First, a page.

As the General Assembly enters what should be its final week of the spring legislative session, majority Democrats appeared to be in disarray and disagreement over the fate of the state’s 2011 “temporary” tax hike.
After the Governor called for a permanent extension of the tax hike in his annual budget address and the House Speaker and Senate President immediately endorsed the extension, most observers assumed that the permanent extension would be a foregone conclusion in the Democrat-controlled Legislature.
The administration and majority Democrat leaders also orchestrated a series of budget hearings to portray doomsday scenarios that would occur if they kept their promise to allow a major portion of the tax hike to expire.
A series of budget bills that endorse and spend the revenues from the tax hike cleared the House, but were put on hold. The House Speaker has said he does not have enough votes to pass the tax hike extension, even though a majority of House Democrats voted to spend the money from the tax hike.
Republicans, who unanimously opposed the 67% tax hike and its extension, remained skeptical that majority Democrats would leave Springfield without the tax increase.
Throughout the spring legislative session, Republican lawmakers have argued that the drastic cuts outlined by the Governor and his allies exaggerate the impact of allowing the tax hike to expire. They point to new and expanded spending that the Governor inserted in his budget, and say that with state revenues coming in higher than originally projected a budget could be crafted that allows the tax hike roll back in January.
Call for basic school funding reform
The best way to help all Illinois schools is to fully fund the state’s “Foundation Level” education grant say Senator Dale Righter of Mattoon, Senator Jason Barickman of Bloomington, and Senator Chapin Rose of Mahomet, who have introduced legislation to re-establish the Foundation Level as the number one funding priority in Illinois’ education system.
Senate Bill 3664 requires the Foundation Level grant within the state’s General State Aid formula be funded at 100 percent before directing education dollars to any other grant lines or programs. The lawmakers say this would be a simple, common sense approach that could be implemented in this year’s budget.
When the current debate over the allocation of school funding got its start with the March 2013 report “School Funding in Illinois: An Examination,” the top problem identified was the steady erosion of the Foundation Level, as more and more funds were diverted to special programs that aid specific school districts at the expense of overall state funding.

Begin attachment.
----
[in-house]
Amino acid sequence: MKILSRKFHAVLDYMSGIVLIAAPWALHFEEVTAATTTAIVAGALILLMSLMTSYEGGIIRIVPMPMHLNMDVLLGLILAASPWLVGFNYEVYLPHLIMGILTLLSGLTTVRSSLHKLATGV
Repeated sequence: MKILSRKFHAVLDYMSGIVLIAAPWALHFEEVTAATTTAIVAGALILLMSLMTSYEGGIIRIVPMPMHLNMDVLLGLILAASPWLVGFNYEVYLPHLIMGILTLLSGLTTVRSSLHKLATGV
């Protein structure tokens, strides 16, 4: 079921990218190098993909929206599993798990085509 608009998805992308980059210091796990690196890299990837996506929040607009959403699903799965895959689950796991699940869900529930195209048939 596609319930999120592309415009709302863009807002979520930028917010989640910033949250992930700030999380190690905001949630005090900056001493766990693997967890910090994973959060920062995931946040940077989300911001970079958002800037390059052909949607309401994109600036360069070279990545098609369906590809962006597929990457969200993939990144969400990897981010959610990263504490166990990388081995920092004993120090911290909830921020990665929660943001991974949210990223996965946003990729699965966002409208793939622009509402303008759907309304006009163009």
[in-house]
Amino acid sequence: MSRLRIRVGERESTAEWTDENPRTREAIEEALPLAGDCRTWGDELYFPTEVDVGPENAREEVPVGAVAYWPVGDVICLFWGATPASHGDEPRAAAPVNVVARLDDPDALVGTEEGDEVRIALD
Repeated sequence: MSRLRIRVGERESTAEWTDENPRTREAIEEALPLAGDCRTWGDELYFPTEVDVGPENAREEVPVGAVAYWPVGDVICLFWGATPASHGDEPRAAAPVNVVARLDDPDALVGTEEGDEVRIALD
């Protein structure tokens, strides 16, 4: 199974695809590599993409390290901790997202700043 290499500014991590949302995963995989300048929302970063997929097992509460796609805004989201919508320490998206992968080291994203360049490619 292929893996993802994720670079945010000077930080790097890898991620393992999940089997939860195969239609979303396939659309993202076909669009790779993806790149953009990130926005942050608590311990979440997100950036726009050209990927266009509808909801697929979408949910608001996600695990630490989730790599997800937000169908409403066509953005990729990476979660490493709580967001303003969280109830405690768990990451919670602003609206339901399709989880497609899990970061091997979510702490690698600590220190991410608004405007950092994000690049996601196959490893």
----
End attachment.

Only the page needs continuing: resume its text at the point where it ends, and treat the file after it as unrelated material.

The school aid formula was originally designed to ensure that every school district in the state is provided with a base level of funding per student. The current formula takes into account local property wealth, so that communities with fewer local resources receive more state aid.
However, as the legislature expanded other programs without restraint, cannibalizing funding from the Foundation Level portion of the formula, school districts have had their Foundation Level grants “prorated.” The result is greater inequity and fewer resources.
‘Cupcake Girl’ getting burned?
What began as an effort to stop overly-zealous local authorities from shutting down the homemade cupcake business of 12-year-old Chloe Stirling of downstate Troy, may be turning into a new nightmare of regulations and rules, a group of Republican lawmakers say.
When House Bill 5354 was approved by the House it would have allowed smaller bake sales or lemonade stands to operate without burdensome rules, provided customers were made aware of the homemade nature of the items. However, as the measure worked its way through the committee hearing process in the Senate, it was loaded down with additional rules and regulations.
Now, Senator Kyle McCarter of Lebanon, Senator Dave Syverson of Rockford, and I say it’s time to restore the measure to its original intent – that of reducing, rather than increasing, regulation.
Who hasn’t bought a cup of lemonade from a child in the neighborhood or purchased some cookies from a local bake sale? I understand the desire to inform potential customers that the goods were baked in a private home, and to disclose the ingredients to avoid allergies. But not surprisingly, this childhood tradition is being “Illinois-ized” – loaded down with ‘red tape,’ fees and regulations that undermine any initiative or entrepreneurial spirit.
Back to the future with the ERA
In a diversion from the tax hike debate, some lawmakers sought to turn back the clock and resurrect a 40-year-old debate over the long-dormant ratification of the Equal Rights Amendment (ERA).
The measure, Senate Joint Resolution Constitutional Amendment 75, was seen by many as a hollow gesture given that the deadline for ratification of the ERA expired in 1982. It was approved May 22 and its fate will now be decided by the House.
Several women legislators rose during debate to say they saw this as an attempt by Governor Pat Quinn to distract women from the Governor’s mismanagement of the state and its economy.
They pointed out that since Democrats took control of Illinois government in 2003, state debt has increased from $55 billion to $130 billion, meaning that a baby girl born in Illinois today is immediately responsible for $10,000 in State of Illinois debt. They also noted that in 2013, Illinois had the sixth highest unemployment rate in America for women. At 8.2%, unemployment for women was over a full point higher than the national average unemployment rate for women of 7.1%.
Legislation going to Governor
As the Legislature counted down to its scheduled adjournment on May 31, dozens of measures were receiving final approval and were set to go to the Governor for his review. A running list of bills passed by the legislature is maintained on the Senate Action page of the Senate Republican Web site.